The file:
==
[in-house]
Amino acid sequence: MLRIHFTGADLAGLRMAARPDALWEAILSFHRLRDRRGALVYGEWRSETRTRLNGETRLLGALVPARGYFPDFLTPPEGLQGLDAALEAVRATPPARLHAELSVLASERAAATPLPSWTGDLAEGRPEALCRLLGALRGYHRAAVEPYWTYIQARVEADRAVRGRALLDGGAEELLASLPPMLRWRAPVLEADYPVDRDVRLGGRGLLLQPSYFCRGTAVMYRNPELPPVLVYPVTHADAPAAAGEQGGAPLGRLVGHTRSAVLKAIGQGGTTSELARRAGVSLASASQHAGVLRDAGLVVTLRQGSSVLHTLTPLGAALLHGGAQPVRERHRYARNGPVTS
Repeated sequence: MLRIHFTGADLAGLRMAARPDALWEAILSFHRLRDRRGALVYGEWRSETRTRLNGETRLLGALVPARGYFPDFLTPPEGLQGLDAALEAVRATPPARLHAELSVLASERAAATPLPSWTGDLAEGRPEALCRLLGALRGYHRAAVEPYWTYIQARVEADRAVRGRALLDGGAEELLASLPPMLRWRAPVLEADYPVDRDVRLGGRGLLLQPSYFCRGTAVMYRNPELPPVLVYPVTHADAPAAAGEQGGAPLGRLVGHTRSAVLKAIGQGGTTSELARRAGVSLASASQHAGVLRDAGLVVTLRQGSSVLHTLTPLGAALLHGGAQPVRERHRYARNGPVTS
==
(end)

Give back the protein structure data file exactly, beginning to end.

[in-house]
Amino acid sequence: MLRIHFTGADLAGLRMAARPDALWEAILSFHRLRDRRGALVYGEWRSETRTRLNGETRLLGALVPARGYFPDFLTPPEGLQGLDAALEAVRATPPARLHAELSVLASERAAATPLPSWTGDLAEGRPEALCRLLGALRGYHRAAVEPYWTYIQARVEADRAVRGRALLDGGAEELLASLPPMLRWRAPVLEADYPVDRDVRLGGRGLLLQPSYFCRGTAVMYRNPELPPVLVYPVTHADAPAAAGEQGGAPLGRLVGHTRSAVLKAIGQGGTTSELARRAGVSLASASQHAGVLRDAGLVVTLRQGSSVLHTLTPLGAALLHGGAQPVRERHRYARNGPVTS
Repeated sequence: MLRIHFTGADLAGLRMAARPDALWEAILSFHRLRDRRGALVYGEWRSETRTRLNGETRLLGALVPARGYFPDFLTPPEGLQGLDAALEAVRATPPARLHAELSVLASERAAATPLPSWTGDLAEGRPEALCRLLGALRGYHRAAVEPYWTYIQARVEADRAVRGRALLDGGAEELLASLPPMLRWRAPVLEADYPVDRDVRLGGRGLLLQPSYFCRGTAVMYRNPELPPVLVYPVTHADAPAAAGEQGGAPLGRLVGHTRSAVLKAIGQGGTTSELARRAGVSLASASQHAGVLRDAGLVVTLRQGSSVLHTLTPLGAALLHGGAQPVRERHRYARNGPVTS